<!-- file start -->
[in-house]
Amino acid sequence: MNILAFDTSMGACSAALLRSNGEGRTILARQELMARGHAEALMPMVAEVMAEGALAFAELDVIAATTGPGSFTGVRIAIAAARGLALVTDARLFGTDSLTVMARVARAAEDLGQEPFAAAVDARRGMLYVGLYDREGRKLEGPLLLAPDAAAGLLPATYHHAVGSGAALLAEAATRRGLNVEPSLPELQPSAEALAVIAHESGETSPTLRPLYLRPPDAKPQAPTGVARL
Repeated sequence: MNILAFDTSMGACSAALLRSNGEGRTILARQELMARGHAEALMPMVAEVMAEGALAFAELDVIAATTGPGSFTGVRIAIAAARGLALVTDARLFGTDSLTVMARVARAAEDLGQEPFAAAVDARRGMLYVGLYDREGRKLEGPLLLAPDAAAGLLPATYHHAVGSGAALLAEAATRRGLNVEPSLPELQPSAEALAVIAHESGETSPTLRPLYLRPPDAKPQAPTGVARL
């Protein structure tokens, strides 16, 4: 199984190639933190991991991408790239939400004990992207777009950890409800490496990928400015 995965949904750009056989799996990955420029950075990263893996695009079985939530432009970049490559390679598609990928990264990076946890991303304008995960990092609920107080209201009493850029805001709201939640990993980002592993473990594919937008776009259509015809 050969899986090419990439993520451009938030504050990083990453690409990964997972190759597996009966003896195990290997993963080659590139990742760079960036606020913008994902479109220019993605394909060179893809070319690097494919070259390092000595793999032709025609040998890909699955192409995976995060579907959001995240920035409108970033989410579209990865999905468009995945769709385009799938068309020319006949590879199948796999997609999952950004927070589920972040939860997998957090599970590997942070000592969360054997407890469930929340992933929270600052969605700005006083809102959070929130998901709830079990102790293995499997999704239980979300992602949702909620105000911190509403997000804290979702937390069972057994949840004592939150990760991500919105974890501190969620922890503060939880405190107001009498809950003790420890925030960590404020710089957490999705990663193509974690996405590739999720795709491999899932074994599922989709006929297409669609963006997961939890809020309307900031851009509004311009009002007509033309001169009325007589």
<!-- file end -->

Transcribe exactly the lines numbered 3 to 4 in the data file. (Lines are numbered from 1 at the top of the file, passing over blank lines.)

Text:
Repeated sequence: MNILAFDTSMGACSAALLRSNGEGRTILARQELMARGHAEALMPMVAEVMAEGALAFAELDVIAATTGPGSFTGVRIAIAAARGLALVTDARLFGTDSLTVMARVARAAEDLGQEPFAAAVDARRGMLYVGLYDREGRKLEGPLLLAPDAAAGLLPATYHHAVGSGAALLAEAATRRGLNVEPSLPELQPSAEALAVIAHESGETSPTLRPLYLRPPDAKPQAPTGVARL
């Protein structure tokens, strides 16, 4: 199984190639933190991991991408790239939400004990992207777009950890409800490496990928400015 995965949904750009056989799996990955420029950075990263893996695009079985939530432009970049490559390679598609990928990264990076946890991303304008995960990092609920107080209201009493850029805001709201939640990993980002592993473990594919937008776009259509015809 050969899986090419990439993520451009938030504050990083990453690409990964997972190759597996009966003896195990290997993963080659590139990742760079960036606020913008994902479109220019993605394909060179893809070319690097494919070259390092000595793999032709025609040998890909699955192409995976995060579907959001995240920035409108970033989410579209990865999905468009995945769709385009799938068309020319006949590879199948796999997609999952950004927070589920972040939860997998957090599970590997942070000592969360054997407890469930929340992933929270600052969605700005006083809102959070929130998901709830079990102790293995499997999704239980979300992602949702909620105000911190509403997000804290979702937390069972057994949840004592939150990760991500919105974890501190969620922890503060939880405190107001009498809950003790420890925030960590404020710089957490999705990663193509974690996405590739999720795709491999899932074994599922989709006929297409669609963006997961939890809020309307900031851009509004311009009002007509033309001169009325007589």